Importantly, this means that instead of surpassing the USA as the largest economy in the world, China’s is still quite far away from it.
Now, don’t get me wrong, these are still really impressive growth numbers. On average, it was still quite a bit higher than the 4.1% that Trump was so proud of. And this growth was still enough for China’s economy to surpass that of Japan and become the second biggest economy in the world.
But, at this point you might say, Joeri, this paper, and your calculations, they look a bit rough around the edges. Why should I trust them over the official statistics provided by the Chinese government?
And yeah, there is some truth to that, in the sense that, this is a very rough calculation. Martinez himself even calls it a back-of-the-envelope calculation. And so, yeah, you should take these adjusted number with a big grain of salt. But, that being said, I do actually think that the adjusted numbers are closer to the truth than the official numbers for three reasons.
Pros, Cons & Implications
First, it’s important to mention that this paper has been critically assessed by dozens of economists. It has been presented at seminars at the University of Chicago and Illinois as well as at policy institutions such as the central bank of Chile and the World Bank. What’s more, it has been peer-reviewed and published by the prestigious Journal of Political Economy.
Second, Martinez has done a lot of checks to make sure that the finding that authoritarians consistently have higher GDP growth than night-light growth cannot be explained by some other factor. For example, you could imagine that geography has something to do with this relationship. Or perhaps most authoritarian countries were just less-developed economically in 1992 which changes their relation with night-time lights. Or perhaps, the structure of authoritarian economies is just different because their people move to cities less. Or, it could also be that they just rely on industries that produce fewer lights. Well, Martinez checked all of this and more, and it didn’t affect his main result. So, his analysis that authoritarians overstate GDP holds.
Now, at this point you might say, Joeri, okay okay. But, Martinez’s calculation of GDP was about the average manipulation of authoritarian regimes. It is not applicable to China. And, yeah, that could be true. So, I looked into it.
I started by examining why China’s own vice president would ever admit that he didn’t trust his own GDP numbers. And there it turns out that China is quite unique in that the central government used to set GDP growth targets for provincial governors.
And, if any of you have worked in a company with a growth target, you probably know that while they can be effective, they typically also produce a unwanted side effects. For example, economic research shows that sales targets in companies lead to bad sales, such as those sold at unsustainable discounts, as well as manipulated sales numbers. So it’s not surprising that, research has already shown that China’s GDP growth targets led to wasteful investment projects, and, more importantly for us, manipulated GDP numbers.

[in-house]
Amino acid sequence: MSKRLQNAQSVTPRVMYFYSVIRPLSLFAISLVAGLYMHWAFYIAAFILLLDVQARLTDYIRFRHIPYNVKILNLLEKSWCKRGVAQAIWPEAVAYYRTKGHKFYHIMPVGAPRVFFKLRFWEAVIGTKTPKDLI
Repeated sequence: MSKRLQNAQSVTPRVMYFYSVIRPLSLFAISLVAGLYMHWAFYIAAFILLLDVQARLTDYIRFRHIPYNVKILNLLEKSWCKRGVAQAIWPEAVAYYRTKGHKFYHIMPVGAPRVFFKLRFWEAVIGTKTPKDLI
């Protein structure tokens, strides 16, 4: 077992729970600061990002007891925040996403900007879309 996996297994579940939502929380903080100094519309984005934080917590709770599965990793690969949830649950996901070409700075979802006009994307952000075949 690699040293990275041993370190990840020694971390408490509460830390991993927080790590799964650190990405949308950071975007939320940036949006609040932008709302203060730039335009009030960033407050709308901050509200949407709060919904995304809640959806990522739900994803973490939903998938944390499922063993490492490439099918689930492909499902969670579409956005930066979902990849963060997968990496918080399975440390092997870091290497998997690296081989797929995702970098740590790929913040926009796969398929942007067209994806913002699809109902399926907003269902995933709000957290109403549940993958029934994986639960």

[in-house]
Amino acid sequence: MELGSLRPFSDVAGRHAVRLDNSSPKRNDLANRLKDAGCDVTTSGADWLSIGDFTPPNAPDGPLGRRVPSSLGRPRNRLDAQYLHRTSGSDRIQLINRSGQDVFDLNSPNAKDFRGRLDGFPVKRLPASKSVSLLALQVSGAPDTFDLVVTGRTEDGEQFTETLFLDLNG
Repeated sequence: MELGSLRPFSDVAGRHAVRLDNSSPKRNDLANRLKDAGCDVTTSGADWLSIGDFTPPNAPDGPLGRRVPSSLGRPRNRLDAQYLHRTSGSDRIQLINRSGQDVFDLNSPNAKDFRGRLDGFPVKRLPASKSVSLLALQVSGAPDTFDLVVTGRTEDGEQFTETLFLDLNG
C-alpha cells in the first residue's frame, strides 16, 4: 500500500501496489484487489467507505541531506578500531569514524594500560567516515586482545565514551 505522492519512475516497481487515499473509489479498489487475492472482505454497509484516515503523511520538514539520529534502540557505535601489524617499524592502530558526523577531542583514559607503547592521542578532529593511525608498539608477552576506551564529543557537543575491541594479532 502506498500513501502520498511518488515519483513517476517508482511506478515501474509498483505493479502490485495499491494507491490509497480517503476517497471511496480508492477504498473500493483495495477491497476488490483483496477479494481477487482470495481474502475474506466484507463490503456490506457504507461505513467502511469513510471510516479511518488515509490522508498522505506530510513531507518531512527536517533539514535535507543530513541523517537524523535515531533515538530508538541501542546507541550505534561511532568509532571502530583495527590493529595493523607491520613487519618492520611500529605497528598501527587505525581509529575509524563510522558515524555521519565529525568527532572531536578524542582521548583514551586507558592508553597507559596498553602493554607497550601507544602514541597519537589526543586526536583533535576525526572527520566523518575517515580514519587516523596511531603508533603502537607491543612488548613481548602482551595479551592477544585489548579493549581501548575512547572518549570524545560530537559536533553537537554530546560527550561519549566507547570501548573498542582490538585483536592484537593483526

Similarly to Martinez’s study, another economist uncovered that in the years that Chinese provincial governors needed to be selected, there were huge difference between reported GDP figures for that province, and data that couldn’t be manipulated such as electricity consumption.
Even economic researchers from within China reported that provincial governors that hit their GDP growth targets typically got promoted, while those that didn’t got … the boot.
Finally, when I, myself, looked into the night light data of a paper published in Nature and compared that to World bank GDP data, I found that indeed China reported much higher GDP growth, compared to night-light growth than for example its more democratic rapidly growing and large neighbor India.
So yeah, there is a lot of evidence that China is manipulating its GDP data just as much, if not more than other autocratic countries.
And, that is why, with the caveat that this is an extremely rough calculation, it is my opinion, that China’s GDP is likely 40% of its official figure. Now, this still makes China’s economy the second largest in the world. But, it is only at 30 to 45 percent of the US’s economy, depending on how you measure it.
In any case, the Chinese economy is still very far from being number one, especially now that its economy is slowing down due to a property crisis. And, this means that China’s current economic problems could be much worse than we thought because debt to GDP is much higher, because GDP is much lower. What’s more, it has huge geopolitical implications in that China would be far less threatening to the USA than we thought.
But, what do you think? Are you as convinced by this research as I am? Or do you have a better explanation for why night lights in China don’t grow as fast as reported GDP. Let, me know in the comments.